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  • His most important contribution at this date was the invention of the voltameter and his enunciation of the laws of electrolysis.

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  • Scientific and practical questions connected with the possibility of laying an Atlantic submarine cable then began to be discussed, and Lord Kelvin was foremost in developing true scientific knowledge on this subject, and in the invention of appliances for utilizing it.

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  • One of his earliest and most useful contributions (in 1858) was the invention of the mirror galvanometer.

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  • This invention in conjunction with an alternating current dynamo provided a new and simple form of electric arc lighting.

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  • Thus in twenty years from the invention of the Gramme dynamo, electrical engineering had developed from small beginnings into a vast industry.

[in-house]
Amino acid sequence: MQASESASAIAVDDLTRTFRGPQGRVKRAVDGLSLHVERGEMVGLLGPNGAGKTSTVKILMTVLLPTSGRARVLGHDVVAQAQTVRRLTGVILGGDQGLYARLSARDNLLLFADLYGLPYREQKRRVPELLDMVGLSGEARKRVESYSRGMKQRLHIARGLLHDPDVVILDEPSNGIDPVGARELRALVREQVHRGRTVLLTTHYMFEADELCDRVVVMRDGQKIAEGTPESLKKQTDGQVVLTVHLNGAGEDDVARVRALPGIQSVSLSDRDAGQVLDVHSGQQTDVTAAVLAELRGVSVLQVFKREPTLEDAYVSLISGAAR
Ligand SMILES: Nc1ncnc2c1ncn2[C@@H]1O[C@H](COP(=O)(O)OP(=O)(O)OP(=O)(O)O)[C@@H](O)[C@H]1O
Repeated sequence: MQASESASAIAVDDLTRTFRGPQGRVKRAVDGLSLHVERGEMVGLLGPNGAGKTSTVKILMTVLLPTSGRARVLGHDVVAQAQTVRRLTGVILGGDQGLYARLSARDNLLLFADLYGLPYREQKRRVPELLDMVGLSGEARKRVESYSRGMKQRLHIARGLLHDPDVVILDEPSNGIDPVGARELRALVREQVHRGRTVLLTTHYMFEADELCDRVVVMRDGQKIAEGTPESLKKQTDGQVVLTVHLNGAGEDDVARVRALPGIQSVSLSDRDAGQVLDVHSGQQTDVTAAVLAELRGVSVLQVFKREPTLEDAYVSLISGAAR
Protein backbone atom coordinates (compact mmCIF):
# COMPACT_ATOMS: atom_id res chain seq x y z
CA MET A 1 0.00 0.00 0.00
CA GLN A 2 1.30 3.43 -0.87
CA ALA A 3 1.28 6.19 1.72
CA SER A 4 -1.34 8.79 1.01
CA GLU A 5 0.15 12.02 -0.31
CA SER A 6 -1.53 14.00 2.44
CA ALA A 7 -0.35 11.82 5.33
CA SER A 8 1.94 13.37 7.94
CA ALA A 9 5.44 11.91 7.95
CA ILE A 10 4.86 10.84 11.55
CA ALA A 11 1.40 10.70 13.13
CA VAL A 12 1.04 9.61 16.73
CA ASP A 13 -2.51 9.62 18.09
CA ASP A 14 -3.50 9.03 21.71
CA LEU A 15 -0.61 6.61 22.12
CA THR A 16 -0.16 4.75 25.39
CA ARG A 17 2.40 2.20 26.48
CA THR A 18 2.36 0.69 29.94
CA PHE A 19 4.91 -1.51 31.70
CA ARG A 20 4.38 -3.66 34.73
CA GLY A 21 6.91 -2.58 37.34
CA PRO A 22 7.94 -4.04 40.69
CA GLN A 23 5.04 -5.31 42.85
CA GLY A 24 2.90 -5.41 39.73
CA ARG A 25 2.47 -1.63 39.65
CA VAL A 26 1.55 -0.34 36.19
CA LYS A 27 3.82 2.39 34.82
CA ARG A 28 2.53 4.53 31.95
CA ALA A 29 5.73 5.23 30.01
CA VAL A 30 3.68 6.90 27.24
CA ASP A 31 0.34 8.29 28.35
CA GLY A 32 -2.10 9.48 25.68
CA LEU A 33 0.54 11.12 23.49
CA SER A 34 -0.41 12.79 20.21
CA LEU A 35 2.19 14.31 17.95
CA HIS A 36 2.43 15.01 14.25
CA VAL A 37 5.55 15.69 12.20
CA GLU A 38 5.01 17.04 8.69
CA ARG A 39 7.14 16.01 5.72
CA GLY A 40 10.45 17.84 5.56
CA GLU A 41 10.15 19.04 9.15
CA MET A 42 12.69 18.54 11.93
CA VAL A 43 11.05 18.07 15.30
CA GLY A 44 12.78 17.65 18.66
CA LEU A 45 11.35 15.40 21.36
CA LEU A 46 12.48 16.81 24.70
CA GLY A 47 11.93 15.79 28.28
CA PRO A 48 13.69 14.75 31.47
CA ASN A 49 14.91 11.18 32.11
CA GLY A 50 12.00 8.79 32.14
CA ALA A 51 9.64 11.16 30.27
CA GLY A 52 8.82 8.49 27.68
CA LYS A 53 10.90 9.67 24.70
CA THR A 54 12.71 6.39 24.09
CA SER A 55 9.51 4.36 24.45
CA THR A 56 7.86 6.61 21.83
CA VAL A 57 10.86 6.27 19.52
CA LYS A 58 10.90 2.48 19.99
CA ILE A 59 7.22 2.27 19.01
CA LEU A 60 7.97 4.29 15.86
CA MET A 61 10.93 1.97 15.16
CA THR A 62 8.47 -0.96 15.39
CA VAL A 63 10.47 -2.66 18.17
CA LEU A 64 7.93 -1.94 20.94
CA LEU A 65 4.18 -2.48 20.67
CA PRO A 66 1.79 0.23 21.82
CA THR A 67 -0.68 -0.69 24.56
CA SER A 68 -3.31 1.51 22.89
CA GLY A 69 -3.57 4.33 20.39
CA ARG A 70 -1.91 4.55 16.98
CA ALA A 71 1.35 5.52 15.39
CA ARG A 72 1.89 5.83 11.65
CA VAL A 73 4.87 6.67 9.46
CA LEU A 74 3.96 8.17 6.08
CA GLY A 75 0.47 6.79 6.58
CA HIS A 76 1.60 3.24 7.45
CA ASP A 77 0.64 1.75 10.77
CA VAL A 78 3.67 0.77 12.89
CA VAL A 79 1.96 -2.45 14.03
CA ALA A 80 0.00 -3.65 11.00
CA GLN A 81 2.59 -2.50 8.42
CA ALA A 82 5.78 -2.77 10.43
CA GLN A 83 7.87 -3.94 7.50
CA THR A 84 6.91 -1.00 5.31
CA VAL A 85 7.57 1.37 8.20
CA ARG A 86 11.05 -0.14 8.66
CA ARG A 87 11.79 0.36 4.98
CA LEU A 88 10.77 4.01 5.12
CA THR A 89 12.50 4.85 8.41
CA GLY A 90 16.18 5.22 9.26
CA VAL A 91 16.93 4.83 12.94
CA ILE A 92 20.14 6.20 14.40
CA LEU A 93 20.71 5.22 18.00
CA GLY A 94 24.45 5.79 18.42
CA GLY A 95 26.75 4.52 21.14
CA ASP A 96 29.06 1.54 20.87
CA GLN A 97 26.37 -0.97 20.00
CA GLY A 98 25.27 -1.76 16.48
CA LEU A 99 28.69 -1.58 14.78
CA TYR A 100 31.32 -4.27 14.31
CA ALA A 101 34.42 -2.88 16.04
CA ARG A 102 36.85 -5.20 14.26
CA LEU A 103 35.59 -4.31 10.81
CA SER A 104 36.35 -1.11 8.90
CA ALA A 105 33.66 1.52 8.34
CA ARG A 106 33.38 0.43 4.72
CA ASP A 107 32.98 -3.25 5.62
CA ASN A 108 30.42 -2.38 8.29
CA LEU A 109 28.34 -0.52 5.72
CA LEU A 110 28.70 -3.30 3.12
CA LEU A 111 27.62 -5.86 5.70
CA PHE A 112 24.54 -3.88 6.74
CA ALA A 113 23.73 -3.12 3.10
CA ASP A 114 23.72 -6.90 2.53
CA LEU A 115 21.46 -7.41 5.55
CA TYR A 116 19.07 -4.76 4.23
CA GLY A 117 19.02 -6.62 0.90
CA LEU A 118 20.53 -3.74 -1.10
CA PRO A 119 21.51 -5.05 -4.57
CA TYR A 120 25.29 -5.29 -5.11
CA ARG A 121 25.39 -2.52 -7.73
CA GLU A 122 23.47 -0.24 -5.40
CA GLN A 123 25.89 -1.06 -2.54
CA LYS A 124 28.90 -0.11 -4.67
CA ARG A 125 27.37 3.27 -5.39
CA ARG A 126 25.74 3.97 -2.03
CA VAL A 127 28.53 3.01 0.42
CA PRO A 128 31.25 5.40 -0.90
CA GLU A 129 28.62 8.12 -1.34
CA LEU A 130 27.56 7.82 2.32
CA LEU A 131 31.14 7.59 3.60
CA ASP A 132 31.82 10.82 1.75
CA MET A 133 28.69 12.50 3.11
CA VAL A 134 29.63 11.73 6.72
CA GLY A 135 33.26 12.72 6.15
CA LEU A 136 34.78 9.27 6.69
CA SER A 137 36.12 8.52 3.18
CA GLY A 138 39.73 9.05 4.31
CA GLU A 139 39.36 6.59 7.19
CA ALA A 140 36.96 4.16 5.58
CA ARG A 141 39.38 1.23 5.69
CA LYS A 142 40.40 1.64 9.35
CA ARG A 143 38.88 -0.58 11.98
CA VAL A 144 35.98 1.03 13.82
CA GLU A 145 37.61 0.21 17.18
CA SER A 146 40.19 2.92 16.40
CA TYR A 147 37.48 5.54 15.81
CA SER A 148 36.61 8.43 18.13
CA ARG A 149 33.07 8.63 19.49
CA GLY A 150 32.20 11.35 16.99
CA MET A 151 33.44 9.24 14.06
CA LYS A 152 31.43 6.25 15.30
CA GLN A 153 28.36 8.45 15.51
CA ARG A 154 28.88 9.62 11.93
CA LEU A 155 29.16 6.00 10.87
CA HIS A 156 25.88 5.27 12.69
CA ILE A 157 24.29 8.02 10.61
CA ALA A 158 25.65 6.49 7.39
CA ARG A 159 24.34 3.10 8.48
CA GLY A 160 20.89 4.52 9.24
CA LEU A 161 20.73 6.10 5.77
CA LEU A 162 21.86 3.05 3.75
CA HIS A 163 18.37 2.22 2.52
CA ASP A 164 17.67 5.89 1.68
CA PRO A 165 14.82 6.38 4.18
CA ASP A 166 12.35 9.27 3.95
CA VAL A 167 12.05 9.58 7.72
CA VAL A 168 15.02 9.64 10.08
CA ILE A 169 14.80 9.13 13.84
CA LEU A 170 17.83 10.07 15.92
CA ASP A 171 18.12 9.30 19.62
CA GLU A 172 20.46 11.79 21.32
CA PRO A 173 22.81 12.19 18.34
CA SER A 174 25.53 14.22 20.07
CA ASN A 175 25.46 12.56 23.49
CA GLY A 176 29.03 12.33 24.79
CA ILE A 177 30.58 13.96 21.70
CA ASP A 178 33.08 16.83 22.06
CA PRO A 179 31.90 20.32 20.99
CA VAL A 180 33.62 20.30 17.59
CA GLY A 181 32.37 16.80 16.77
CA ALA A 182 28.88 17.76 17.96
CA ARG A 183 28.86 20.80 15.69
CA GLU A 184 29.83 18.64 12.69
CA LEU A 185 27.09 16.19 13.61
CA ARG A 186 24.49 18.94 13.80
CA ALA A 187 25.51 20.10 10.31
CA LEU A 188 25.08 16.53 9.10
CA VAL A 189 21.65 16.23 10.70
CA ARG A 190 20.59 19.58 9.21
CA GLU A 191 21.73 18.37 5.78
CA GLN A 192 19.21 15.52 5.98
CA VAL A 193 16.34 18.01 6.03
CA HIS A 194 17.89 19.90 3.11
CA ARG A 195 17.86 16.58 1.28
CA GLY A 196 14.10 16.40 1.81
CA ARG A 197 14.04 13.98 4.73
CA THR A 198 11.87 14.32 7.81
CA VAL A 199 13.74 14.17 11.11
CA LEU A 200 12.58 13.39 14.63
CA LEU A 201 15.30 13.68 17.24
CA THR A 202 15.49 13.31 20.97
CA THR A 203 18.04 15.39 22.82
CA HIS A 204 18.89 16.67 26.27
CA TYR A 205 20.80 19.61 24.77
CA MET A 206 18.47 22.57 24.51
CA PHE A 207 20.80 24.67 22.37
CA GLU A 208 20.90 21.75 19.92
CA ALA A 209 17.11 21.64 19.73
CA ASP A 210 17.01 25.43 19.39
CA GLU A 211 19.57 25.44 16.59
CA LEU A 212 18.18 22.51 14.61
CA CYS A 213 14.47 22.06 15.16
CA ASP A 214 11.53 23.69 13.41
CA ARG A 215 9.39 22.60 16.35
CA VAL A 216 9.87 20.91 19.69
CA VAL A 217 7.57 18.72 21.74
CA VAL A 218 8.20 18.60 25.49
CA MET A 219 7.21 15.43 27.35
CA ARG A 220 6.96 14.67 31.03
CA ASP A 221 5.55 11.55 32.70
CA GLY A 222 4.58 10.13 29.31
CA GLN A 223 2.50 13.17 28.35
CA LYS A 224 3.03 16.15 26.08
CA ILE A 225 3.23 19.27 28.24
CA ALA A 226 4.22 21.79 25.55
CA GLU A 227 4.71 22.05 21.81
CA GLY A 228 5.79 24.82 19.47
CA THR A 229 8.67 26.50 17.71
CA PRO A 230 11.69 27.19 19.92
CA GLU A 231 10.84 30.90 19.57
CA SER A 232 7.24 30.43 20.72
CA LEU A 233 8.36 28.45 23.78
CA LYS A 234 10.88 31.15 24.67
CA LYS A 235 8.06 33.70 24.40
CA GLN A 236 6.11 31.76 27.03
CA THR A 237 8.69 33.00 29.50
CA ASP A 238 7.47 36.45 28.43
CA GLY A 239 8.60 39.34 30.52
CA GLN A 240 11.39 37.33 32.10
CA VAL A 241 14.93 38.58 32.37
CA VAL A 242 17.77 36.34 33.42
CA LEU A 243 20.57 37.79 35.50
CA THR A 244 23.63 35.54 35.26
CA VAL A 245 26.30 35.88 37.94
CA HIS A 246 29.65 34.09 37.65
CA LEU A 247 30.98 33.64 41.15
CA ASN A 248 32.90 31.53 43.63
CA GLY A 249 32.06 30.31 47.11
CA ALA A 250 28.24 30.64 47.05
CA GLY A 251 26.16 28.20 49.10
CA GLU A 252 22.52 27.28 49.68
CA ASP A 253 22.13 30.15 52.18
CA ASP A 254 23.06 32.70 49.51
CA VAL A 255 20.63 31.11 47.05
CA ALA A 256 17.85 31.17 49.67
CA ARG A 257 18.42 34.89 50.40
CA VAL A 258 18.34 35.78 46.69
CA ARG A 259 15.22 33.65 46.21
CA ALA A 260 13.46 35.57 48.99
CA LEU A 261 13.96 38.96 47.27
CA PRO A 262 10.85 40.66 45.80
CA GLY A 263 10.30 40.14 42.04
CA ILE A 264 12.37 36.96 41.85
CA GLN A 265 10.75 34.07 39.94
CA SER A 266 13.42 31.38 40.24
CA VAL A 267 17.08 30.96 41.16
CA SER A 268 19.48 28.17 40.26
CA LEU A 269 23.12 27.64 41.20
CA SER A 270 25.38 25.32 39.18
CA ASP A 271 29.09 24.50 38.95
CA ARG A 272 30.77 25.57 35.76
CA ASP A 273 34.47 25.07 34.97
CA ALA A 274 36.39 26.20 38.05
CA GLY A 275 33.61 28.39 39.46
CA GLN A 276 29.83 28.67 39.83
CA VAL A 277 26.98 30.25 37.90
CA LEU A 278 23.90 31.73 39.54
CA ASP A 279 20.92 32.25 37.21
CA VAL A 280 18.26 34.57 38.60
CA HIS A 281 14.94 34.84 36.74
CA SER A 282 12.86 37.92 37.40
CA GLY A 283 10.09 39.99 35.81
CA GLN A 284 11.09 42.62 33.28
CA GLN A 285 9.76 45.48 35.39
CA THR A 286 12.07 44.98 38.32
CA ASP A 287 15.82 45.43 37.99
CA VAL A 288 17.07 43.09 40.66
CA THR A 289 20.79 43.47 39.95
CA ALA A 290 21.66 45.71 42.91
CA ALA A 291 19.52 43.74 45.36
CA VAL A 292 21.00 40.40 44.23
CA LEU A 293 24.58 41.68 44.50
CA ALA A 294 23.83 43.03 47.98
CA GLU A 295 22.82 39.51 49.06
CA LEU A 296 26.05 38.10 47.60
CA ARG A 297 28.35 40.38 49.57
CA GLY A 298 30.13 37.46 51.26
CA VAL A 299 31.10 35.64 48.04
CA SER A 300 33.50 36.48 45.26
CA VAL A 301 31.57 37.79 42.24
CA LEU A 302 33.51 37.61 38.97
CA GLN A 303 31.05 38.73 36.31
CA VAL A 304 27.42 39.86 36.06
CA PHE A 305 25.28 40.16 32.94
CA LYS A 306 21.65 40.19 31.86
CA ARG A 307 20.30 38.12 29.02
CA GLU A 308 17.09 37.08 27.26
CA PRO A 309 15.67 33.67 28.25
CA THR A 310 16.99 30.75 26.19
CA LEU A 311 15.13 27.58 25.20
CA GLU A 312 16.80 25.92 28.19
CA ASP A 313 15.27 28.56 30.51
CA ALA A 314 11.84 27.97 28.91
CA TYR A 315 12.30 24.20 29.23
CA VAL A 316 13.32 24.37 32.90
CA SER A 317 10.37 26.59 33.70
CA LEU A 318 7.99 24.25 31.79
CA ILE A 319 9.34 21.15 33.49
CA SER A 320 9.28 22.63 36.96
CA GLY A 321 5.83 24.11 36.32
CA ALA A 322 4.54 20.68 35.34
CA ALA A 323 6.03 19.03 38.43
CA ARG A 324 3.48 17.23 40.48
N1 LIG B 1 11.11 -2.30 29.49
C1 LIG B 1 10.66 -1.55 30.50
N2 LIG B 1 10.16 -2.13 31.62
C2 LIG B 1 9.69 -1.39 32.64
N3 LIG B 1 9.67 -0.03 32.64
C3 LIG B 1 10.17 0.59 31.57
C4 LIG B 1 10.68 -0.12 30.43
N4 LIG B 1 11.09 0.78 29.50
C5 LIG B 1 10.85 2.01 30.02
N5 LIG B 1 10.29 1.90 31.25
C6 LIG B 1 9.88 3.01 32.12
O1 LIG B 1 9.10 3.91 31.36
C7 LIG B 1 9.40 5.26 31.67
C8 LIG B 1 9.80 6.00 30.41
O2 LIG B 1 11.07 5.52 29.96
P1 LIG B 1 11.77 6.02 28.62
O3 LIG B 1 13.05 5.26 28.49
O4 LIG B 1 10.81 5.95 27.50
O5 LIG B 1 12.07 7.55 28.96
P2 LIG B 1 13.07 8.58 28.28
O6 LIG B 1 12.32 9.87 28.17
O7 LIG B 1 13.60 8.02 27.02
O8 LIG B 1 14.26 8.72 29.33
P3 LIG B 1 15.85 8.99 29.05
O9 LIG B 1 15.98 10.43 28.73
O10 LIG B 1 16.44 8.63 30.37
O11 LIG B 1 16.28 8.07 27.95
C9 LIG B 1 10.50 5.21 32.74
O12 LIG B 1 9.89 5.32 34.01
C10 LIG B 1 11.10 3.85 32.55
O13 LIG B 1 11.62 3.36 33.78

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  • Siemens on the electric furnace was continued and greatly extended by Henri Moissan and others on its scientific side, and electro-chemistry took its place as one of the most promising departments of technical research and invention.

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  • This involved almost a revolution in the nature of the tools used, and in the methods of working, and may ultimately even greatly affect the factory system and the concentration of population in large towns which was brought about in the early part of the 19th century by the invention of the steam engine.

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  • In place of these straggling efforts of the unassisted human mind, a graduated system of helps was to be supplied, by the use of which the mind, when placed on the right road, would proceed with unerring and mechanical certainty to the invention of new arts and sciences.